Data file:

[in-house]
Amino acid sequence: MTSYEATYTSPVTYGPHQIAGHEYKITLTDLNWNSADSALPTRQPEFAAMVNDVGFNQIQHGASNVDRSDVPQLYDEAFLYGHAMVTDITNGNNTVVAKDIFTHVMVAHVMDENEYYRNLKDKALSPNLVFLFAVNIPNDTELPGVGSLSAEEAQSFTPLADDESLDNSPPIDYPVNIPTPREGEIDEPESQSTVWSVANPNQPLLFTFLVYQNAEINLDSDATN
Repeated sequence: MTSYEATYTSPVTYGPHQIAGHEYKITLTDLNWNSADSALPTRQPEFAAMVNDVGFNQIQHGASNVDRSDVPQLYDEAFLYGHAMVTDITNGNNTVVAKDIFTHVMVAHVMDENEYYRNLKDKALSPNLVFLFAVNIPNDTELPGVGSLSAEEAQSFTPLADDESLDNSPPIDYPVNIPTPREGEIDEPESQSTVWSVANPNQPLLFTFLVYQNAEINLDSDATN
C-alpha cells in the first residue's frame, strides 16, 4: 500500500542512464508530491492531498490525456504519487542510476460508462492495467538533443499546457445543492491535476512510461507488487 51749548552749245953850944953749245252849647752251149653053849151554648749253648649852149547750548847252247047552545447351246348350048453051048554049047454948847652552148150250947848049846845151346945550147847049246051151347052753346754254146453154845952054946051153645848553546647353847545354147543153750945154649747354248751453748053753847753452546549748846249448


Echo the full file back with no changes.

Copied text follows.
[in-house]
Amino acid sequence: MTSYEATYTSPVTYGPHQIAGHEYKITLTDLNWNSADSALPTRQPEFAAMVNDVGFNQIQHGASNVDRSDVPQLYDEAFLYGHAMVTDITNGNNTVVAKDIFTHVMVAHVMDENEYYRNLKDKALSPNLVFLFAVNIPNDTELPGVGSLSAEEAQSFTPLADDESLDNSPPIDYPVNIPTPREGEIDEPESQSTVWSVANPNQPLLFTFLVYQNAEINLDSDATN
Repeated sequence: MTSYEATYTSPVTYGPHQIAGHEYKITLTDLNWNSADSALPTRQPEFAAMVNDVGFNQIQHGASNVDRSDVPQLYDEAFLYGHAMVTDITNGNNTVVAKDIFTHVMVAHVMDENEYYRNLKDKALSPNLVFLFAVNIPNDTELPGVGSLSAEEAQSFTPLADDESLDNSPPIDYPVNIPTPREGEIDEPESQSTVWSVANPNQPLLFTFLVYQNAEINLDSDATN
C-alpha cells in the first residue's frame, strides 16, 4: 500500500542512464508530491492531498490525456504519487542510476460508462492495467538533443499546457445543492491535476512510461507488487 51749548552749245953850944953749245252849647752251149653053849151554648749253648649852149547750548847252247047552545447351246348350048453051048554049047454948847652552148150250947848049846845151346945550147847049246051151347052753346754254146453154845952054946051153645848553546647353847545354147543153750945154649747354248751453748053753847753452546549748846249448